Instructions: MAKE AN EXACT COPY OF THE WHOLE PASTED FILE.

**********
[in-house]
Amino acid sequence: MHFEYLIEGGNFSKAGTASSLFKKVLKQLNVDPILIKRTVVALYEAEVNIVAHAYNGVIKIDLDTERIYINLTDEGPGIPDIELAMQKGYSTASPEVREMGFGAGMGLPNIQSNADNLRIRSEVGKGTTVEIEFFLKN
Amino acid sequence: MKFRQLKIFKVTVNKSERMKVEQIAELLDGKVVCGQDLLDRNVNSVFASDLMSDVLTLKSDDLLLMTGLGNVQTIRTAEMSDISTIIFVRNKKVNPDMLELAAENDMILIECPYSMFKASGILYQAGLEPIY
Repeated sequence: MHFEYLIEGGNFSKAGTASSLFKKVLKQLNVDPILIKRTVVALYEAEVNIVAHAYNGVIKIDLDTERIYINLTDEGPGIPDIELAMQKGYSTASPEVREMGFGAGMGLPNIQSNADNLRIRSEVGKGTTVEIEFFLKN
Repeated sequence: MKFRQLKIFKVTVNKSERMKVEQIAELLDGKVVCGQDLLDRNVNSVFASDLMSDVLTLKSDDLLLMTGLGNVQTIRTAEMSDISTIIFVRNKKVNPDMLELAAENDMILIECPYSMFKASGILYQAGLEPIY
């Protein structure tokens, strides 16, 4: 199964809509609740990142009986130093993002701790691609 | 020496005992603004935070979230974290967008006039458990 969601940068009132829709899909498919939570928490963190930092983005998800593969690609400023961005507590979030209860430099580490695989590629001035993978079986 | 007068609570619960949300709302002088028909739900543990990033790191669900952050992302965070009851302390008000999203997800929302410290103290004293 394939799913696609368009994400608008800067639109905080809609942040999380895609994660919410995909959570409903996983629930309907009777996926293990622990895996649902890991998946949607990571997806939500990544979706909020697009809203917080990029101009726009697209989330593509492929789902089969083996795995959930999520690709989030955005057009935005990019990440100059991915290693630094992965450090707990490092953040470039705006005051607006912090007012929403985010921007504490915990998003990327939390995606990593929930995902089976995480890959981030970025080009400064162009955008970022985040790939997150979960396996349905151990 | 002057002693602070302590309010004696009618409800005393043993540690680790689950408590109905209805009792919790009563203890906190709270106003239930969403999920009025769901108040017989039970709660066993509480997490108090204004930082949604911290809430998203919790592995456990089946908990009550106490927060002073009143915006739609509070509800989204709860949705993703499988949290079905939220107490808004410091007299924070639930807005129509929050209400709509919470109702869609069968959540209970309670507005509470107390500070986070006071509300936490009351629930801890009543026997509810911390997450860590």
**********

[in-house]
Amino acid sequence: MHFEYLIEGGNFSKAGTASSLFKKVLKQLNVDPILIKRTVVALYEAEVNIVAHAYNGVIKIDLDTERIYINLTDEGPGIPDIELAMQKGYSTASPEVREMGFGAGMGLPNIQSNADNLRIRSEVGKGTTVEIEFFLKN
Amino acid sequence: MKFRQLKIFKVTVNKSERMKVEQIAELLDGKVVCGQDLLDRNVNSVFASDLMSDVLTLKSDDLLLMTGLGNVQTIRTAEMSDISTIIFVRNKKVNPDMLELAAENDMILIECPYSMFKASGILYQAGLEPIY
Repeated sequence: MHFEYLIEGGNFSKAGTASSLFKKVLKQLNVDPILIKRTVVALYEAEVNIVAHAYNGVIKIDLDTERIYINLTDEGPGIPDIELAMQKGYSTASPEVREMGFGAGMGLPNIQSNADNLRIRSEVGKGTTVEIEFFLKN
Repeated sequence: MKFRQLKIFKVTVNKSERMKVEQIAELLDGKVVCGQDLLDRNVNSVFASDLMSDVLTLKSDDLLLMTGLGNVQTIRTAEMSDISTIIFVRNKKVNPDMLELAAENDMILIECPYSMFKASGILYQAGLEPIY
């Protein structure tokens, strides 16, 4: 199964809509609740990142009986130093993002701790691609 | 020496005992603004935070979230974290967008006039458990 969601940068009132829709899909498919939570928490963190930092983005998800593969690609400023961005507590979030209860430099580490695989590629001035993978079986 | 007068609570619960949300709302002088028909739900543990990033790191669900952050992302965070009851302390008000999203997800929302410290103290004293 394939799913696609368009994400608008800067639109905080809609942040999380895609994660919410995909959570409903996983629930309907009777996926293990622990895996649902890991998946949607990571997806939500990544979706909020697009809203917080990029101009726009697209989330593509492929789902089969083996795995959930999520690709989030955005057009935005990019990440100059991915290693630094992965450090707990490092953040470039705006005051607006912090007012929403985010921007504490915990998003990327939390995606990593929930995902089976995480890959981030970025080009400064162009955008970022985040790939997150979960396996349905151990 | 002057002693602070302590309010004696009618409800005393043993540690680790689950408590109905209805009792919790009563203890906190709270106003239930969403999920009025769901108040017989039970709660066993509480997490108090204004930082949604911290809430998203919790592995456990089946908990009550106490927060002073009143915006739609509070509800989204709860949705993703499988949290079905939220107490808004410091007299924070639930807005129509929050209400709509919470109702869609069968959540209970309670507005509470107390500070986070006071509300936490009351629930801890009543026997509810911390997450860590």